It is the ethical responsibility of businesses to ensure that they provide a safe, secure and healthy work environment to their employees. In different industries, there are different associated risks with respect to the safety and health of workers which is one of the biggest examples of unethical practices in workplaces. For instance, workers working in a minefield will be exposed to different health hazards while workers in a chemical laboratory will face different kinds of safety risks. However, in the ethical dilemma of choosing between workers’ safety and business benefits, a considerable number of businesses put their employees’ health and safety at risk to pursue profitability. Having said that, such a scenario forms a major ethical issue in business. Workplace accidents and deaths are unfortunately common across all industries and that is mostly because workers are exposed to various health hazards and deplorable working conditions.
In fact, the International Labor Organization states that almost 7400 people die on a daily basis due to work-related accidents and health issues caused by working conditions. This contributes to more than 2.7 million deaths per year. Moreover, the post-pandemic, health and safety of the people became a serious issue more than ever around the globe, especially mentioning the enterprise world. Hence, it becomes the responsibility of employers to ensure the safety of their team while they are working for the growth of the company.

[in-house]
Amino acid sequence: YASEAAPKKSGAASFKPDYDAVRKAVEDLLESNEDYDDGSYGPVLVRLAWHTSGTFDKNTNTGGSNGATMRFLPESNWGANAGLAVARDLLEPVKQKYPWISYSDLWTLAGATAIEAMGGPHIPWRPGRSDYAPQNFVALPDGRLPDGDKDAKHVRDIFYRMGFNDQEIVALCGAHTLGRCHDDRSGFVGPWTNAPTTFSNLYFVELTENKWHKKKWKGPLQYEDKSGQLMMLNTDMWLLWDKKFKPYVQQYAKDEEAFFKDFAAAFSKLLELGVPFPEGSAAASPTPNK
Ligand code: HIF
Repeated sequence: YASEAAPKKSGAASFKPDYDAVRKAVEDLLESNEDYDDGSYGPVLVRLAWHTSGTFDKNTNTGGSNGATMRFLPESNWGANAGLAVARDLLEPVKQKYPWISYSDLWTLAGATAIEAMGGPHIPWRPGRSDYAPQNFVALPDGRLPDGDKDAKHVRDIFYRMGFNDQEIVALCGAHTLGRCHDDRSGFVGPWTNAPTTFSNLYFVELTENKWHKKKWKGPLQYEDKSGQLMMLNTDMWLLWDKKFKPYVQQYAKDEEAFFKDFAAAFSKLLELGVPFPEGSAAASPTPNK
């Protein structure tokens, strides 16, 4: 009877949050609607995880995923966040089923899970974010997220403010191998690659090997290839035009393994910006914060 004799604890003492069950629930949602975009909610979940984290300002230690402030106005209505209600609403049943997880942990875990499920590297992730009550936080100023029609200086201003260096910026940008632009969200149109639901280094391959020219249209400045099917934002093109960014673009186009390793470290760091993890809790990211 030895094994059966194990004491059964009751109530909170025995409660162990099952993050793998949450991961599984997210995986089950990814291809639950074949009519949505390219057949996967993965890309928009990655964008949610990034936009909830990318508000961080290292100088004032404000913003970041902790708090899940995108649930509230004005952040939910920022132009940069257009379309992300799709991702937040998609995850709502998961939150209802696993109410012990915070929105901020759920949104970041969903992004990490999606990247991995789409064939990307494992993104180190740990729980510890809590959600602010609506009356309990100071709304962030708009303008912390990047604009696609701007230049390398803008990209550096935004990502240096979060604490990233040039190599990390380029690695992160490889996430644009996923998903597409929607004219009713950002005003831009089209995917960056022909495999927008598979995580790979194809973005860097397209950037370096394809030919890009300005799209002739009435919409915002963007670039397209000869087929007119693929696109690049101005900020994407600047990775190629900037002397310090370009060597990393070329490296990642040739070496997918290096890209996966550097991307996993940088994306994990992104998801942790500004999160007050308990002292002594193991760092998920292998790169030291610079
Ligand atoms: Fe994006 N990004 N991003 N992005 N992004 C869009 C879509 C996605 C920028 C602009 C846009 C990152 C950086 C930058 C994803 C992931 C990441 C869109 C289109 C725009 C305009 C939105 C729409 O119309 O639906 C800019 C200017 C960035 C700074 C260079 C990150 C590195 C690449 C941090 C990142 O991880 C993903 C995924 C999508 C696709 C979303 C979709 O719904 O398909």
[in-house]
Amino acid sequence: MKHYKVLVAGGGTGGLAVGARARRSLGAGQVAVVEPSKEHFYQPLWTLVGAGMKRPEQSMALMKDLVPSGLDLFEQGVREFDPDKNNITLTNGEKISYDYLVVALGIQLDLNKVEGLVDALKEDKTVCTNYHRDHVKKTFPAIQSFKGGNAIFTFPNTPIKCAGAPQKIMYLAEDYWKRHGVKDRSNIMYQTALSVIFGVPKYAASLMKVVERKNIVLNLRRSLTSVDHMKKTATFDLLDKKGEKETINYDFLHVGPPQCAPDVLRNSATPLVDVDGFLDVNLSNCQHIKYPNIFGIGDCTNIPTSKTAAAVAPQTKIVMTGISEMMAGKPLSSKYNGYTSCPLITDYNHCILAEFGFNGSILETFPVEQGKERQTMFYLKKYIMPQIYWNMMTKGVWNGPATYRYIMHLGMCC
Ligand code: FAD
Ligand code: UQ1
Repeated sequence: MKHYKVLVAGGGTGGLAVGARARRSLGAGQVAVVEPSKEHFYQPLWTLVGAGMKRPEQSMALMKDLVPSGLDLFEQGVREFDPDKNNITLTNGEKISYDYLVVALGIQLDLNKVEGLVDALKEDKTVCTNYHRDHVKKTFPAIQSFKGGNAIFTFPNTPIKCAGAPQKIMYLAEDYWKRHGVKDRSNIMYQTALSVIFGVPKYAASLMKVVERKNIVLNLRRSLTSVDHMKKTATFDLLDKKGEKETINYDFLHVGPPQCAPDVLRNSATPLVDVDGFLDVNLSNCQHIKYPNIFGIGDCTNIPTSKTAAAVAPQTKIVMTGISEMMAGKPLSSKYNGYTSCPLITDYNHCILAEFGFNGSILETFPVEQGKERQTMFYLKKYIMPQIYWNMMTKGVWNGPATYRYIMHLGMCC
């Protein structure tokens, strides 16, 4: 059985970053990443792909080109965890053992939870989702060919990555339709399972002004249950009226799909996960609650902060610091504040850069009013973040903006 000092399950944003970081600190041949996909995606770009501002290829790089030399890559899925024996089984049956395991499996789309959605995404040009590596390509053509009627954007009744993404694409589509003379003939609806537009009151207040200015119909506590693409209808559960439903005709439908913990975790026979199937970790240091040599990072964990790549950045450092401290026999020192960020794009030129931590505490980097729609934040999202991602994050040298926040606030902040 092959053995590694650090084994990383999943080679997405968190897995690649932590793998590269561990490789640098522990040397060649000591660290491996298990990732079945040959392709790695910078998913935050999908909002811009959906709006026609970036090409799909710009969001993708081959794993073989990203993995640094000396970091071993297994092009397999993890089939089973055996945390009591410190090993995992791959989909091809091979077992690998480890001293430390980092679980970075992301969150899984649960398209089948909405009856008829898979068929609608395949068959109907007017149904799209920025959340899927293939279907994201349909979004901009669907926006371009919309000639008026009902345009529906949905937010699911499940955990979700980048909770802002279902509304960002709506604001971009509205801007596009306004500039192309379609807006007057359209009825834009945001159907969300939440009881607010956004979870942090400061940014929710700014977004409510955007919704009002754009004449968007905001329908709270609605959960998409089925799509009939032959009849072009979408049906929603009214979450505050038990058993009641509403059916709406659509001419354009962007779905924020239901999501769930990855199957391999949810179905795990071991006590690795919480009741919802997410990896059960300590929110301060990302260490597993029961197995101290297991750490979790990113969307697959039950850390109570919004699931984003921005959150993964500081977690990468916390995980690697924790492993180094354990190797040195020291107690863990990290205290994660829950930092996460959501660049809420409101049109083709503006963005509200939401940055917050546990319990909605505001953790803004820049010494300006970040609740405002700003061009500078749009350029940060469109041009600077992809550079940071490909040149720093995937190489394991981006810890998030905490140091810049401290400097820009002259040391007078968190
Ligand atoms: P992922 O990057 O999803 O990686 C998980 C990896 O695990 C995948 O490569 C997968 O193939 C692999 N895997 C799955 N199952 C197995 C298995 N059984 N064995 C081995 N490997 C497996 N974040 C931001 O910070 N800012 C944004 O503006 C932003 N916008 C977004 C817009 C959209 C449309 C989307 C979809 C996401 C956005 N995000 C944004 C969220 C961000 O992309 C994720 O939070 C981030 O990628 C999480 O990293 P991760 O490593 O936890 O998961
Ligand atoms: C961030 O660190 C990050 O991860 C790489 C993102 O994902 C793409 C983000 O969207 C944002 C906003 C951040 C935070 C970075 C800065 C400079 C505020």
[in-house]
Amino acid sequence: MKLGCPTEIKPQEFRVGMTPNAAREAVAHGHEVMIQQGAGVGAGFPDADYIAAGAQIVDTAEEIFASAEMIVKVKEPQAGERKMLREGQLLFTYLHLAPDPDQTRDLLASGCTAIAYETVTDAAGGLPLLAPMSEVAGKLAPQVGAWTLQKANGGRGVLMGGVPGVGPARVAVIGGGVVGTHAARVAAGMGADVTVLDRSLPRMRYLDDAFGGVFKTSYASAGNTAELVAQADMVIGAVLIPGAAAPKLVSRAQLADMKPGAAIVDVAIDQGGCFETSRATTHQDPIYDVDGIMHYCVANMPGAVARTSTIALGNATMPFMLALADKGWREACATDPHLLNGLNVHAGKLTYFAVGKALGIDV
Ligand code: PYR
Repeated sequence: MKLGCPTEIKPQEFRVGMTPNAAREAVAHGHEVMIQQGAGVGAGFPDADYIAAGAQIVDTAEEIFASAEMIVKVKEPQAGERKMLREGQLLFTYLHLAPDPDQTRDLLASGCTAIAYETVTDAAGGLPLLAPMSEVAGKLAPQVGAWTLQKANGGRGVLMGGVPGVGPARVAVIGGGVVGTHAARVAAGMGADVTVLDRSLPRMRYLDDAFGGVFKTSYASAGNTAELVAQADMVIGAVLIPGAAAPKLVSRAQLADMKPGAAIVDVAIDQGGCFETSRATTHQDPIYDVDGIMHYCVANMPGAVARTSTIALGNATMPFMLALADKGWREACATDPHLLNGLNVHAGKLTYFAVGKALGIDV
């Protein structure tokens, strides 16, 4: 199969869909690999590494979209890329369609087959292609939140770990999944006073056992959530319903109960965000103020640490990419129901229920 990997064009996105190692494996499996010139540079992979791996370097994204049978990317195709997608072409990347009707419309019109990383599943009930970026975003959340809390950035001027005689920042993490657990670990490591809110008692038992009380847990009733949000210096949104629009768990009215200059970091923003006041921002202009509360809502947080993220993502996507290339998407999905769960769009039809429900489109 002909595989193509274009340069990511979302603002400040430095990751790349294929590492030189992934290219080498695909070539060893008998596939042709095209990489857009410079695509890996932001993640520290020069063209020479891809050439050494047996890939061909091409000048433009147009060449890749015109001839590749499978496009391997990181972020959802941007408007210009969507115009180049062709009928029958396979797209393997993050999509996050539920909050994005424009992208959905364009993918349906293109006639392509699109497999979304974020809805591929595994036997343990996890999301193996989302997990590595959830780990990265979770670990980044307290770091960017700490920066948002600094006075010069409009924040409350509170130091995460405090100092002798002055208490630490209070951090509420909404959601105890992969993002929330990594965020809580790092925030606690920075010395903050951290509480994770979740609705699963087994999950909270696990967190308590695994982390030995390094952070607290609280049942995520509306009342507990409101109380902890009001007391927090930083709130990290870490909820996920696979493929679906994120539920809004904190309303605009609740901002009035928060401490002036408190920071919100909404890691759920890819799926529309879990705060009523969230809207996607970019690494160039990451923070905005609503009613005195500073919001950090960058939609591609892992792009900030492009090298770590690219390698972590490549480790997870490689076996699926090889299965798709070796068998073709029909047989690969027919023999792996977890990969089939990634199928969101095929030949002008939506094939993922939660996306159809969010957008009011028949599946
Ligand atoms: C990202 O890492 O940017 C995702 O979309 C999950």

Moving ahead, there are multiple hazards that can occur in a workplace and a few of them are mentioned below
Table of Contents
Types of safety hazards
1. Safety Hazards
These safety hazards often take place when workers perform tasks involving the operation of heavy machinery, dealing with electrical devices, working at construction sites, or in unsafe work environments like minefields. Unguarded machinery, improper wiring, and lack of safety gear at these places can frequently cause accidents, injuries, and even death in some cases. Although safety hazards can occur in any industry, manufacturing units and construction sites often experience these kinds of misevents. Besides, safety hazards can further include fire hazards, explosion hazards, or nuclear hazards subject to the working environment.